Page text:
On today’s menu:
On the last day of August in 1970, and a month shy of her fourteenth birthday, Jory’s father drove his two daughters out to an abandoned house and left them there.1. That’s the first line of The Girl Who Slept with God by Val Brelinski...and the novel gets even better from there. Religious fundamentalism in central Idaho in the 1970s, a young girl struggling to come of age, a mother who just can’t seem to deal with her daughters’ messy lives, a possible immaculate conception, a hippie commune, a love affair with an ice-cream-truck man...there’s a lot to love here. It is also, Brelinski admits, an autobiographical novel which hews close to the bone. In the novel, Brelinski includes many (though not all) of the facts of her own life and that of her older, devoutly-religious sister. Novelists who put their own families in their books are a brave breed, and in this essay for Amazon’s Omnivoracious blog, Val Brelinski shows us just what’s at stake when she asked her sister Gail to read The Girl Who Slept With God for the first time:
Gail returned to the states once her missionary-tenure was over, but our lives continued to part ways. She stayed in our hometown in Idaho and retained her faith-filled lifestyle, while I moved to San Francisco and became a “worldy” writer. And because I was incapable of truly knowing my sister, and because I desperately wanted to, I did the thing that many writers do: I wrote about her. I wrote an entire novel devoted to uncovering the mystery that was my older sister, titled The Girl Who Slept with God. In it, her name is Grace and she does a few things that she didn’t in real life, but the majority of the novel is a direct expression of my desire to dissect her, to peel back the careful carapace that she built around herself in order to see what was beneath. Naked, unshelled insects are terrible things to behold, and even worse things to be, and as the publication date of my novel approached, I began to worry.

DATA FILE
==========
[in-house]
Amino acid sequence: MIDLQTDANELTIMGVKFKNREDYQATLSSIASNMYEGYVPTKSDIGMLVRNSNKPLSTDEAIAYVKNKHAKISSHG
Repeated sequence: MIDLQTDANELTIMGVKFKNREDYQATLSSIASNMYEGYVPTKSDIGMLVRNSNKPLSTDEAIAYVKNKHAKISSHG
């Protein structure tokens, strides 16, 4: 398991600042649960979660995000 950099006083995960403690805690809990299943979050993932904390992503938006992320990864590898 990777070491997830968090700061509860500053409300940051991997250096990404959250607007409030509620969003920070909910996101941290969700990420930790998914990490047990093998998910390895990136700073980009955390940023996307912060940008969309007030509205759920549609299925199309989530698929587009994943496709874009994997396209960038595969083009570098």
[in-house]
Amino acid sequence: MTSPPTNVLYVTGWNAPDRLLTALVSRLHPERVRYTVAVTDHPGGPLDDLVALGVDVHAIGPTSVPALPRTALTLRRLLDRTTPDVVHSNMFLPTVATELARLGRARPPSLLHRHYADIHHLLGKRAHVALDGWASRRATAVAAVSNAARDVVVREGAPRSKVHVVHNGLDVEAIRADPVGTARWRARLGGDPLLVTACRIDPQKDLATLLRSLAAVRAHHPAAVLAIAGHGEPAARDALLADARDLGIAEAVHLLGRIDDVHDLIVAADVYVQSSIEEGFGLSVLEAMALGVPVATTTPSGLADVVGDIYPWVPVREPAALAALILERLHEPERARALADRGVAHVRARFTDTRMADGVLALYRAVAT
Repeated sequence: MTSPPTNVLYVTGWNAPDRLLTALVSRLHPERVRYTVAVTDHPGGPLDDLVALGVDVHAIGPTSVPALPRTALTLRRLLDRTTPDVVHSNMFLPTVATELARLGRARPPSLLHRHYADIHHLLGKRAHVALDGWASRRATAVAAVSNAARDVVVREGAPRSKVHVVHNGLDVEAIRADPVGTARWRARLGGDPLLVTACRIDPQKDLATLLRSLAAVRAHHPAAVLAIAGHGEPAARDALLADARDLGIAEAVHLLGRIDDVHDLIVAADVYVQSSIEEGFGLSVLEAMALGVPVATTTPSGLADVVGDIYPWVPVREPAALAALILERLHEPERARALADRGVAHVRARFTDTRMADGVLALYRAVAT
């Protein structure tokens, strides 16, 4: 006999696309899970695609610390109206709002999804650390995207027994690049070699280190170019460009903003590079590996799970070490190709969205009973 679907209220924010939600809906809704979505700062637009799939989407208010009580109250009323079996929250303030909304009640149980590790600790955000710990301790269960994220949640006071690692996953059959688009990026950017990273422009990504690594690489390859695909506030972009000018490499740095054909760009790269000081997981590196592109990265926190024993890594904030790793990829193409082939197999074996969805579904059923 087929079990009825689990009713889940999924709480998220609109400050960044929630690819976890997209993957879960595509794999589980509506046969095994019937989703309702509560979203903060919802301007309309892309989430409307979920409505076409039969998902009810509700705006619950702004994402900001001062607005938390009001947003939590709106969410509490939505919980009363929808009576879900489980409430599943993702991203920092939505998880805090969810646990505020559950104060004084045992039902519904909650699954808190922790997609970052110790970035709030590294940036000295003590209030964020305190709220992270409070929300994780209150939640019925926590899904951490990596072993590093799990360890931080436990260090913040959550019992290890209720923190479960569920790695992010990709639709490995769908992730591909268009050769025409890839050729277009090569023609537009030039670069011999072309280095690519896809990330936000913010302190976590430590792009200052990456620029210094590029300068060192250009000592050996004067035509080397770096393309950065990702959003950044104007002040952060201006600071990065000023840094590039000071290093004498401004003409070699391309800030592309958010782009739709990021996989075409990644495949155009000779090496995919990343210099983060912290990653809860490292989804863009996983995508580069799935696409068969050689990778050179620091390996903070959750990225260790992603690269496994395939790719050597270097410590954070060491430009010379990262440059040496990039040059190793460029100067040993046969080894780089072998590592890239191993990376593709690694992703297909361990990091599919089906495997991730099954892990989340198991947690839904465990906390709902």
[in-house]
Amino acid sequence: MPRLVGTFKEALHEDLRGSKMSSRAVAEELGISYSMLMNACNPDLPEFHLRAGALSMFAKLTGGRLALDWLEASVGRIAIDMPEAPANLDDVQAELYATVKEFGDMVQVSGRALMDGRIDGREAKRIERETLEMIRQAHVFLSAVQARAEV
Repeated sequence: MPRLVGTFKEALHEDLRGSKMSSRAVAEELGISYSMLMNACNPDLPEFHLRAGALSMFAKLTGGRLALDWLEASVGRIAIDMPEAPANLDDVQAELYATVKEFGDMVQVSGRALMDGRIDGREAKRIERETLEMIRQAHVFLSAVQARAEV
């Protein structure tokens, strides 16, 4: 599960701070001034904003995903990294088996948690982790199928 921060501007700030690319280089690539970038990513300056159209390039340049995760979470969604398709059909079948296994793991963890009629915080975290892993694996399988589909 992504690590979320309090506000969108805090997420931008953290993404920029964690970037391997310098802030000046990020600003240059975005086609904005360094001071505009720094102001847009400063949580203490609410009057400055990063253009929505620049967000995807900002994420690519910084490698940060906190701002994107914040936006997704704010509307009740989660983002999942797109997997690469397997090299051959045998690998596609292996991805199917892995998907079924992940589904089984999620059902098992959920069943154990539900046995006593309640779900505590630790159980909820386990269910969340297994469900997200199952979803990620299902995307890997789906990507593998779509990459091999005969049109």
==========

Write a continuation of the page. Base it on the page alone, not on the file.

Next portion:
Gail had not read the book, nor did she know anything about its contents. This wasn’t her fault, but mine. I deliberately hadn’t told her anything about the novel and I hadn’t sent her an advanced copy of it either. Avoiding trouble until the last possible moment has always been my shameful m.o. An absurd and fanciful part of me even imagined that she might never read the book at all.
2. “I saw in Carver’s pieces something I could fuck around with. There was a prospect there, certainly. The germ of the thing, in Ray’s stuff, was revealed in the catalogue of his experience. It had that promise in it, something I could fool with and make something new-seeming.”
It feels like every time editor Gordon Lish opens his mouth, Raymond Carver dies a little more.
3. I love the idea behind One Grand, a new bookstore in Narrowsburg, New York: celebrated thinkers, writers, artists, and other creative minds share the ten books they would take to their metaphorical desert island. For instance, Neil Patrick Harris’ list includes books like To Kill a Mockingbird, A Confederacy of Dunces, and Bridge to Terabithia. For his list, John Irving chose Dickens, Hawthorne, Melville and several other Dead White Guys.
4. Speaking of lists, Peter Molin is curating a pretty damn fine one of war literature at his Time Now blog. I’m grateful he includes Fobbit, but I also appreciate all the other works which he’s added to my ever-growing To-Be-Read mountain of books (aka Mount NeveRest).